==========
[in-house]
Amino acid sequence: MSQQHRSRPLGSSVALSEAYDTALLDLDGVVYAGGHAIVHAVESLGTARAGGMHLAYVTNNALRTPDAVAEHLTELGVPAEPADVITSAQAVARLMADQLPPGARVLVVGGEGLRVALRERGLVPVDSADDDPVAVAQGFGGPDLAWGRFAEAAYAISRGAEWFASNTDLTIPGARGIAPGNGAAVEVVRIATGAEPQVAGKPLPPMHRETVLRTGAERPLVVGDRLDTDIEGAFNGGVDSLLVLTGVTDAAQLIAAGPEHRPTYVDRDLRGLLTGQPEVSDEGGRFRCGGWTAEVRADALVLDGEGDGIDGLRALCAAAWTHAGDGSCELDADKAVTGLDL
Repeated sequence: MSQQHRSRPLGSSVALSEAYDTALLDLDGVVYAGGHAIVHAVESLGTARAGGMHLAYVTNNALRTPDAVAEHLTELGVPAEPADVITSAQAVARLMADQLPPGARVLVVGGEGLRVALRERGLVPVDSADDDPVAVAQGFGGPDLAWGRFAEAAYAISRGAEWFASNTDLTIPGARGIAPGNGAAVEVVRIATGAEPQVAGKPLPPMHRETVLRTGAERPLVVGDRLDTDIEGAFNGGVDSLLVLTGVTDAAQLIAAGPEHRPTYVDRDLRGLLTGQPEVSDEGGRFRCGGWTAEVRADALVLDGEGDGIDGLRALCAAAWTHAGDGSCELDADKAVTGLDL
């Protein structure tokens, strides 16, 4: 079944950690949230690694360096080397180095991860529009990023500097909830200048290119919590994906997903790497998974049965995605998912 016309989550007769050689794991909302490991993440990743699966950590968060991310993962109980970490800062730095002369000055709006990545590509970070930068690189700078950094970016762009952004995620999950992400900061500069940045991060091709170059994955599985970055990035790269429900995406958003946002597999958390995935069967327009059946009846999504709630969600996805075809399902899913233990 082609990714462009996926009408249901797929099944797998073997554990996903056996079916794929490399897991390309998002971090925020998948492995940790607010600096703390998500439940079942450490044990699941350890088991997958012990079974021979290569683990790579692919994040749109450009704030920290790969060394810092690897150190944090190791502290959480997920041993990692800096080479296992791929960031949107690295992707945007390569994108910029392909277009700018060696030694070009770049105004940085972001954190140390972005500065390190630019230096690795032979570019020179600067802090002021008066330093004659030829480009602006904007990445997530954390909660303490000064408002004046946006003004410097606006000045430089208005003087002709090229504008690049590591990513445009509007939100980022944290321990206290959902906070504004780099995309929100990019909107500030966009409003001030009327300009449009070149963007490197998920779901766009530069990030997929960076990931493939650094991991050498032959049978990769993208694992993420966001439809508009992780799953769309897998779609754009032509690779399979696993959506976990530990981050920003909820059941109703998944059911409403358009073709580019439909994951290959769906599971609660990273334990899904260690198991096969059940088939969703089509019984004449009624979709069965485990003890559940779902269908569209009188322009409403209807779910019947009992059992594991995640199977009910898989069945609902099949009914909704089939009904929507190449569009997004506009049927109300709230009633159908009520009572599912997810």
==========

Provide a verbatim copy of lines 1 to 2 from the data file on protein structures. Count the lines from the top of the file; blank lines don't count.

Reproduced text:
[in-house]
Amino acid sequence: MSQQHRSRPLGSSVALSEAYDTALLDLDGVVYAGGHAIVHAVESLGTARAGGMHLAYVTNNALRTPDAVAEHLTELGVPAEPADVITSAQAVARLMADQLPPGARVLVVGGEGLRVALRERGLVPVDSADDDPVAVAQGFGGPDLAWGRFAEAAYAISRGAEWFASNTDLTIPGARGIAPGNGAAVEVVRIATGAEPQVAGKPLPPMHRETVLRTGAERPLVVGDRLDTDIEGAFNGGVDSLLVLTGVTDAAQLIAAGPEHRPTYVDRDLRGLLTGQPEVSDEGGRFRCGGWTAEVRADALVLDGEGDGIDGLRALCAAAWTHAGDGSCELDADKAVTGLDL